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Published on October 28th, 2012 | by Alex Clackson
Image © [caption id="attachment_11322" align="alignnone" width="566"] A boy with an air horn during a peaceful protest in Bahrain. ©Hasan Jamali/AP/Press Association Images[/caption] After the Arab Spring began last year, the people in the Middle East and the rest of the world were so much full of hope and aspirations, genuinely or naively believing that this will be a new start for the region. However, one year on, the situation in the Middle East looks far worse than it could have ever been imagined under the likes of Gaddafi and Ben Ali of Tunisia. Obama told the United Nations in his speech how he truly believes the Middle East is on its way up and how delighted he is that the troops will be coming out of Afghanistan with “the mission complete”. I personally am not sure what the objectives of the USA were, but if continuous suicide bombings, insecurity and a dire economic situation in Afghanistan is what USA wanted to achieve after a decade, then I guess the mission is complete. The truth is, (and I am sure Obama knows the truth perfectly well), the Middle East is in tatters. The video mocking Prophet Mohamed has perhaps exaggerated the horrific situation, but to me the violence resulting from the video is just additional fuel to an already raging fire of violence and discontent in the Middle East. Unfortunately America is struggling to keep the lid closed on the violence and this has resulted in the murder of an Ambassador and three other officials. There are a number of reasons why the Arab Spring has not produced the desired results. An obvious reason is of course that after a major revolution, nations in general take a while to re-assemble and find the path that leads to prosperity and growth. The second reason is the fact that there are so many different factions and actors within the Middle East. The disagreement between Shias and Sunnis continues to create difficulties for the region and additionally the fighting that is spilling over from Syria into Lebanon and Turkey is further creating a rift between the citizens in the Middle East. Ultimately, the plethora of religious and political groups fighting amongst each other is making it very difficult for the citizens to get on with their lives in peace. Thirdly, the continuous tampering with affairs by the United States and its allies is not making the situation any better, despite the overwhelming amount of claims that the region requires American help. It does not. The Middle East is an old historic region with a great history and culture, vast past empires and extraordinary people who have blessed our planet with fantastic advancements in science and arts. Anyone who considers the Arabs as barbaric and unintelligent ought to know that the Middle East was the first region in the world to create modern scientists, astronomers and mathematicians. I am completely convinced that the contemporary Arabs can sort out their own problems without the constant bickering from the White House on what the new governments in Tunisia, Egypt and Libya should do. America has its own interest in the Middle East and it would be naive to think they genuinely care about the prosperity of the region. The constant threats against Iran from the US and Israel are not helping to establish the feeling of security in the region. There are undoubtedly other reasons for why the Middle East is in such disarray. Focusing on the three reasons mentioned above, will the Arabic region find peace again in the near future? Dealing with the first issue of transition after revolutions, time is undoubtedly the right medicine. Nevertheless, time as a medicine can only do so much to heal the severely ill region of the Middle East. Time will only help if the other two causes are dealt with properly. Primarily America must stop advancing its hegemonic claws into the region. Unfortunately this is unlikely to happen. Going back to the speech made by Obama to the UN, he spoke extensively of the need for America to play a vital role in dealing with the violence in Syria and the apparent threat of Iran building nuclear weapons. Undoubtedly, Israel is the likely cause for the continuous involvement of America in the Middle East, therefore as long as America and Israel hold a forever-loving relationship the US is unlikely to change its policy in the Arab region. In addition, having observed the Presidential election debates on foreign policy, it was clear that both candidates are content to ensure that America plays the role of a policeman, a judge and the executioner on the world stage (Romney more so than Obama). Turning to the factitious nature of the Middle East itself, again it is hard to imagine how the conflicting sects can find a way to cooperate. The different religious actors have been continuously in battle for many years now, especially after the invasion of Afghanistan and Iraq by the Western powers. In addition, due to a certain post- Arab Spring vacuum of power, a variety of actors are now interested in filling that space. For example, the elections in Libya to elect the prime-minister and the parliament will take place in 2013. Until then we can expect a number of politicians and organizations fighting amongst each other to help them get in power. Within Egypt, Syria and Tunisia a number of political parties and individuals are also still struggling for the majority vote from the public. Due to these problems, it is difficult to see how the Arabic region can step on the path towards peace and prosperity, at least in the near future. It is a great shame as the region is filled with vital resources like oil and gas which could have helped the region progress at the speed of Saudi Arabia, if only the Arabic nations could have cooperated together rather than fighting amongst each other. It would be in the region’s interest to strengthen the Arab League. After all, the EU has helped the European states to maintain peace after the end of World War II. Until then, the fighting amongst the Arabs has allowed the American and European companies to take over the oil reserves while the fighting has carried on.  Perhaps one day the Middle East will return to its past glory of magnificent states like Assyria and Babylon, but for now the region will struggle on with violence and insecurity.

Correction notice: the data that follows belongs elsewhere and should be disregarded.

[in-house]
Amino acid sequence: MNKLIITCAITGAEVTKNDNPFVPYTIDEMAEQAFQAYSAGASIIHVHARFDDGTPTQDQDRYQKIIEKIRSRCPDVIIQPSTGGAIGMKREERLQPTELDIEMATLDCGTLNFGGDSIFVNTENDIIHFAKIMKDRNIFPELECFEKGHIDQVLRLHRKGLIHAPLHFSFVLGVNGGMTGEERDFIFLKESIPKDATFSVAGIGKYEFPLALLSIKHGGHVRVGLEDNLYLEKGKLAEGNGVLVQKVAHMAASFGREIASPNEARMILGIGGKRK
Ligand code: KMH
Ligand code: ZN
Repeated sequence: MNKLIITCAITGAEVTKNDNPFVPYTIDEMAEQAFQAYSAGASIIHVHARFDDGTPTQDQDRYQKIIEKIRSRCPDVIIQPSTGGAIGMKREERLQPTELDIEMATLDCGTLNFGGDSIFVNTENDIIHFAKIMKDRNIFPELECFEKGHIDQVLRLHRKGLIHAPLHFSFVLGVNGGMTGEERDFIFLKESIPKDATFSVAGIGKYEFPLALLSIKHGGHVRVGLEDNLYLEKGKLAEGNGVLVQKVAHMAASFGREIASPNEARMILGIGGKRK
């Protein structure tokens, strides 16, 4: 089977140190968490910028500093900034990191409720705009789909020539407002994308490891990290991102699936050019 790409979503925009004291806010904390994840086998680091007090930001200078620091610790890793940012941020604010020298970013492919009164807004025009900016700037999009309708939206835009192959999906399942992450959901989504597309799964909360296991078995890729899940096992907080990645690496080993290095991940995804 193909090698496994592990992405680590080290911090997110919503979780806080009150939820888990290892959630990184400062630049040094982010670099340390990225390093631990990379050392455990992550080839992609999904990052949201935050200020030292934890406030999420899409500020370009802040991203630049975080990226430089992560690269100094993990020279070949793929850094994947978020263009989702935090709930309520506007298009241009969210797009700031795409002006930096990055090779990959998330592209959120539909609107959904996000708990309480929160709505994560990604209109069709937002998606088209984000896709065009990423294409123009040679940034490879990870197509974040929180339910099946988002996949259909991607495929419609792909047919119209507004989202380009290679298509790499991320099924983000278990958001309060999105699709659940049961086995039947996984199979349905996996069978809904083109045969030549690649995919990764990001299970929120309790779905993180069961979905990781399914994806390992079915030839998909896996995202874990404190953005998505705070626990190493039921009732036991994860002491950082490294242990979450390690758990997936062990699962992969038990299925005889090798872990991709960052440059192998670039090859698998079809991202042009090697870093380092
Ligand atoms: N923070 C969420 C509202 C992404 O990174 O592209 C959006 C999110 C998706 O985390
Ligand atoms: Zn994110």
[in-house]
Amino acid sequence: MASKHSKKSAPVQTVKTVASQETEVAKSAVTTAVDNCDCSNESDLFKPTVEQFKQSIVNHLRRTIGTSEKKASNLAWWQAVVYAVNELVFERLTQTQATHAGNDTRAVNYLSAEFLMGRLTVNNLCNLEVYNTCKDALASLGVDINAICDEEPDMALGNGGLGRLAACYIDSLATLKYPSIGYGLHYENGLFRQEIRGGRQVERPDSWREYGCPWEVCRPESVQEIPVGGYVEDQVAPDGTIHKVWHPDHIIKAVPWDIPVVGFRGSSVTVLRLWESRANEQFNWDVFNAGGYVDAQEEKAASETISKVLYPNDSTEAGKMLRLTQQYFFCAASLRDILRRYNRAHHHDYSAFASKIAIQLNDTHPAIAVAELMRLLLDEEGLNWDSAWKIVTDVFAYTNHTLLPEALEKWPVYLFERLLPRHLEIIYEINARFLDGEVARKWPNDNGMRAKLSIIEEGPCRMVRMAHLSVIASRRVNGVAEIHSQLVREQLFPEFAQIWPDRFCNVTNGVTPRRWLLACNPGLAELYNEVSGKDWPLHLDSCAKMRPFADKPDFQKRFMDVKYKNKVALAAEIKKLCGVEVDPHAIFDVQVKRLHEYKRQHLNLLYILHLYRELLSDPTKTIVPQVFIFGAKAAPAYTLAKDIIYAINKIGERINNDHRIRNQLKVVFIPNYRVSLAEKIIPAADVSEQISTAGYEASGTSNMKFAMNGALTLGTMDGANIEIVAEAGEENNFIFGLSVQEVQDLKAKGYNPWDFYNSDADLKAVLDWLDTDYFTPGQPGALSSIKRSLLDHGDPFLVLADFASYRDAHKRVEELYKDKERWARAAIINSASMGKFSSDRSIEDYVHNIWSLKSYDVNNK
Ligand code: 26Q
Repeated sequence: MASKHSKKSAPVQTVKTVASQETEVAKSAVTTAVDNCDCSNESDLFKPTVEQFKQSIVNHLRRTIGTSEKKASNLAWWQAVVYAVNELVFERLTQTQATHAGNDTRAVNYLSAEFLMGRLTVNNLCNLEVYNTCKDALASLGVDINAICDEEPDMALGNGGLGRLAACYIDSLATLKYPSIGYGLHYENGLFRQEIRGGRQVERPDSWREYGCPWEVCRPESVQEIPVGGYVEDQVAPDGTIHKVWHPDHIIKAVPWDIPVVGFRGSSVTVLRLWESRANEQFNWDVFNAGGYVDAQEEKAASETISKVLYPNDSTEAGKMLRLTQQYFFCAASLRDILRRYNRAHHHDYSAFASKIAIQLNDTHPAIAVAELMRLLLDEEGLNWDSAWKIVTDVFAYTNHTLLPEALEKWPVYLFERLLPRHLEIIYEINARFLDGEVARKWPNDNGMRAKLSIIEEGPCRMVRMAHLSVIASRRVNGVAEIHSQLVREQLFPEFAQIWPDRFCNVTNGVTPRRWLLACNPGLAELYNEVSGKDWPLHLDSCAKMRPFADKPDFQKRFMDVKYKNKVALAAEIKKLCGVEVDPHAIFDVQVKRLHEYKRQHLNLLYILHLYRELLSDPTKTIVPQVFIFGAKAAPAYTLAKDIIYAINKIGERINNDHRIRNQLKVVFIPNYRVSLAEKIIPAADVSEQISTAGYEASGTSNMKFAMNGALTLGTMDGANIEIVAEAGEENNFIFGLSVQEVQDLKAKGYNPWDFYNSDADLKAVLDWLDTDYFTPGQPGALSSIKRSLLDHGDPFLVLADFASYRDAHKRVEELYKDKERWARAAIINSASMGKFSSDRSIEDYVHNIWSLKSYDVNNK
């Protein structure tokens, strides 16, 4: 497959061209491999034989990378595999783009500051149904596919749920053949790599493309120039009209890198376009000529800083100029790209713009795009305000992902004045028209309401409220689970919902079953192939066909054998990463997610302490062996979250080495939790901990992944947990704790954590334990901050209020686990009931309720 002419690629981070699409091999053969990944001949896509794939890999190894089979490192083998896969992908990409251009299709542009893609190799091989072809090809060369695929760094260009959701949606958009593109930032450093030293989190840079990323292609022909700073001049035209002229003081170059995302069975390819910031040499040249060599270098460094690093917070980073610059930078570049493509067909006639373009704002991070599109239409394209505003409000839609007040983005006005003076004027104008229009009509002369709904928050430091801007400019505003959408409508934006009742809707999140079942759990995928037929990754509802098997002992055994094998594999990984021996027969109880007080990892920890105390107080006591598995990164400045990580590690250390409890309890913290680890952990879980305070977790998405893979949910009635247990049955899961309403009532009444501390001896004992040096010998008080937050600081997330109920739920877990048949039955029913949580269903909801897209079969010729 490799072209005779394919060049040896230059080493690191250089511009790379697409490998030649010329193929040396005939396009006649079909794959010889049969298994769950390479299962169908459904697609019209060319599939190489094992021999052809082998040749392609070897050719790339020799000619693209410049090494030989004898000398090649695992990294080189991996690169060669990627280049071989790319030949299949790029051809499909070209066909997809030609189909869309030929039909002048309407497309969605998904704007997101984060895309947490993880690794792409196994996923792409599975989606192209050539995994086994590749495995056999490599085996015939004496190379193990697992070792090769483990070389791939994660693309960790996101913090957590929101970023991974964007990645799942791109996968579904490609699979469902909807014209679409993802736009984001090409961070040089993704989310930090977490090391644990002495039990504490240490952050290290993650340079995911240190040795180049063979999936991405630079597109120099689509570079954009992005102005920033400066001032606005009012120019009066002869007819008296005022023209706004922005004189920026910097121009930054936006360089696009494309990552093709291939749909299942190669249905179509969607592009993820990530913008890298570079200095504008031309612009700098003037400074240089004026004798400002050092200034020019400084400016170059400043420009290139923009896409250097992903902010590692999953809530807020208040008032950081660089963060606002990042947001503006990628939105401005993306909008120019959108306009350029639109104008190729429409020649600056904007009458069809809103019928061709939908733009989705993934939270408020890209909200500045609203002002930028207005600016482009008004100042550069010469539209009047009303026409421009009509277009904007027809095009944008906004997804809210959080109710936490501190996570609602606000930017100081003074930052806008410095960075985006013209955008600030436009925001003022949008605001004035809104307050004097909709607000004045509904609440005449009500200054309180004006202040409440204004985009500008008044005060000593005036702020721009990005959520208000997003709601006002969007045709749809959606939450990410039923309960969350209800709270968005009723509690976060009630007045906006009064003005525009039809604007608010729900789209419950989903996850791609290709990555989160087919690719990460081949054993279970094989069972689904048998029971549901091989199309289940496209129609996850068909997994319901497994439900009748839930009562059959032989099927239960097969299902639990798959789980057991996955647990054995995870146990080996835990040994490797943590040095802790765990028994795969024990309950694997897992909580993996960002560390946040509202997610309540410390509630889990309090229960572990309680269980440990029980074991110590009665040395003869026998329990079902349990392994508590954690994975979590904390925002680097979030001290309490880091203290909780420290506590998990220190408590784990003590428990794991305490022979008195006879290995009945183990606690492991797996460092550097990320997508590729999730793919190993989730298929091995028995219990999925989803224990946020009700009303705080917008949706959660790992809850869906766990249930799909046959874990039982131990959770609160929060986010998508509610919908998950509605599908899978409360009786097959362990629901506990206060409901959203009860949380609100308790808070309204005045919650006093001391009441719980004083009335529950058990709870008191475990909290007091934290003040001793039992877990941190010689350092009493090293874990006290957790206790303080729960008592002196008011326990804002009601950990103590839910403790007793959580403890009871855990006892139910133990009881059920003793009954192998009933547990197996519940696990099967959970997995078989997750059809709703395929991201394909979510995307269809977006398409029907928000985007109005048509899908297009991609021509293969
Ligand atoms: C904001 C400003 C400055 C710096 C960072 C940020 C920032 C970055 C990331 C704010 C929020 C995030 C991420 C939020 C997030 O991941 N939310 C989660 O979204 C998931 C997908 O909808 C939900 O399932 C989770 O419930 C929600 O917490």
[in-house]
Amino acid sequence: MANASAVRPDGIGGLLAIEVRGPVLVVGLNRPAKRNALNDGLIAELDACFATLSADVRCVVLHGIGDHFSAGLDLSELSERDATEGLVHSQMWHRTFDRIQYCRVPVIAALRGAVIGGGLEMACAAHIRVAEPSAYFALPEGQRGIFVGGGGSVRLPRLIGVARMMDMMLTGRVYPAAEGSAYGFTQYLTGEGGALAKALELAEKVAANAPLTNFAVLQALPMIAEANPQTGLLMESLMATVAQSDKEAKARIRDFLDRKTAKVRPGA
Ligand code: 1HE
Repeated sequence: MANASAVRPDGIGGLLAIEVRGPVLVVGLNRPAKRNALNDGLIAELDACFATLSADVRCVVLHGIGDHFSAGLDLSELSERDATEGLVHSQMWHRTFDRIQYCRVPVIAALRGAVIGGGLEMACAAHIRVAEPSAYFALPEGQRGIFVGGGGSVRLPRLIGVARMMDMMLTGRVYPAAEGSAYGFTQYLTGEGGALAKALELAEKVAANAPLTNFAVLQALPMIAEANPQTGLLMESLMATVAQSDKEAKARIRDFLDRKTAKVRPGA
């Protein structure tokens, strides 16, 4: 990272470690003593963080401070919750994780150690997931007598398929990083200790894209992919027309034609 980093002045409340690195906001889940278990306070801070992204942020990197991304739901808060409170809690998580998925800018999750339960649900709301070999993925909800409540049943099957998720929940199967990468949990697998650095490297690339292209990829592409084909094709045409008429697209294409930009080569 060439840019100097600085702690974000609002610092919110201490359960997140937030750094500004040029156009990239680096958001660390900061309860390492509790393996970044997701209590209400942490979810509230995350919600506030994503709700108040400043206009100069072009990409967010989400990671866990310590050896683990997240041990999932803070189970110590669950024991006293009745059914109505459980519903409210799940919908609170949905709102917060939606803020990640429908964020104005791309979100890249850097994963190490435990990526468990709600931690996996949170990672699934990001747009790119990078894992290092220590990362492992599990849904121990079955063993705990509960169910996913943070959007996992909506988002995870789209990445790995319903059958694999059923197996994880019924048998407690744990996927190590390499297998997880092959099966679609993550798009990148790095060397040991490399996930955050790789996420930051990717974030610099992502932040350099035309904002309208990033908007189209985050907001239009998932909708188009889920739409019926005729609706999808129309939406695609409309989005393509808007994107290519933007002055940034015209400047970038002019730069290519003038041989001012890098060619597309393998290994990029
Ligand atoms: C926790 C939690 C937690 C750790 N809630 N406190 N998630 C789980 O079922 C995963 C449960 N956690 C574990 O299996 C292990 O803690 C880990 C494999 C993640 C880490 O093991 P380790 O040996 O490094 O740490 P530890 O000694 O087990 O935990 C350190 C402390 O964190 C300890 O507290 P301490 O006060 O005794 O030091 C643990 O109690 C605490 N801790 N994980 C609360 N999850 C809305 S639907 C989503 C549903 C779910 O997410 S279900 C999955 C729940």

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Can the Middle East find peace again?

A boy with an air horn during a peaceful protest in Bahrain. ©Hasan Jamali/AP/Press Association Images